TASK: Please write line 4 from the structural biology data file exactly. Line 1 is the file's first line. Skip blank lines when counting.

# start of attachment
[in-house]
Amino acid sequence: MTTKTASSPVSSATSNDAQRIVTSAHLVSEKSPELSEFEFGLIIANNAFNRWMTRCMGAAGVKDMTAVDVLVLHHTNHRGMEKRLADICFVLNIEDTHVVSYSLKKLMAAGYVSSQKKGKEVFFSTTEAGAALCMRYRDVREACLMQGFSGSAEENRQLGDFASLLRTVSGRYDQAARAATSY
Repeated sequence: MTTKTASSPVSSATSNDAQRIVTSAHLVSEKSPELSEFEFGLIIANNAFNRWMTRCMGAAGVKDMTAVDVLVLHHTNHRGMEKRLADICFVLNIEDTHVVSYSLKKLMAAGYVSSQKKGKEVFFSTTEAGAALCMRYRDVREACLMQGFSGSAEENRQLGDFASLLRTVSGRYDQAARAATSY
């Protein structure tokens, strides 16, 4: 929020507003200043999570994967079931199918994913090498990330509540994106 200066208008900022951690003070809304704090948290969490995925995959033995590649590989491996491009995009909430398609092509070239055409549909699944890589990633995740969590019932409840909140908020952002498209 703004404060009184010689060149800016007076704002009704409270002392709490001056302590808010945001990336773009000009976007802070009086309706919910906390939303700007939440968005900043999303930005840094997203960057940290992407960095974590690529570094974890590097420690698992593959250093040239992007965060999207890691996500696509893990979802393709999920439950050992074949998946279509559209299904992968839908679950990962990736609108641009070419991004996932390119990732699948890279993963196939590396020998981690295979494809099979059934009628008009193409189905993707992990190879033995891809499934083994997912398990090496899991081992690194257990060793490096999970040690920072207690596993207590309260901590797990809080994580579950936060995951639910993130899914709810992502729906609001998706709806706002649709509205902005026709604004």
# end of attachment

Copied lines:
């Protein structure tokens, strides 16, 4: 929020507003200043999570994967079931199918994913090498990330509540994106 200066208008900022951690003070809304704090948290969490995925995959033995590649590989491996491009995009909430398609092509070239055409549909699944890589990633995740969590019932409840909140908020952002498209 703004404060009184010689060149800016007076704002009704409270002392709490001056302590808010945001990336773009000009976007802070009086309706919910906390939303700007939440968005900043999303930005840094997203960057940290992407960095974590690529570094974890590097420690698992593959250093040239992007965060999207890691996500696509893990979802393709999920439950050992074949998946279509559209299904992968839908679950990962990736609108641009070419991004996932390119990732699948890279993963196939590396020998981690295979494809099979059934009628008009193409189905993707992990190879033995891809499934083994997912398990090496899991081992690194257990060793490096999970040690920072207690596993207590309260901590797990809080994580579950936060995951639910993130899914709810992502729906609001998706709806706002649709509205902005026709604004």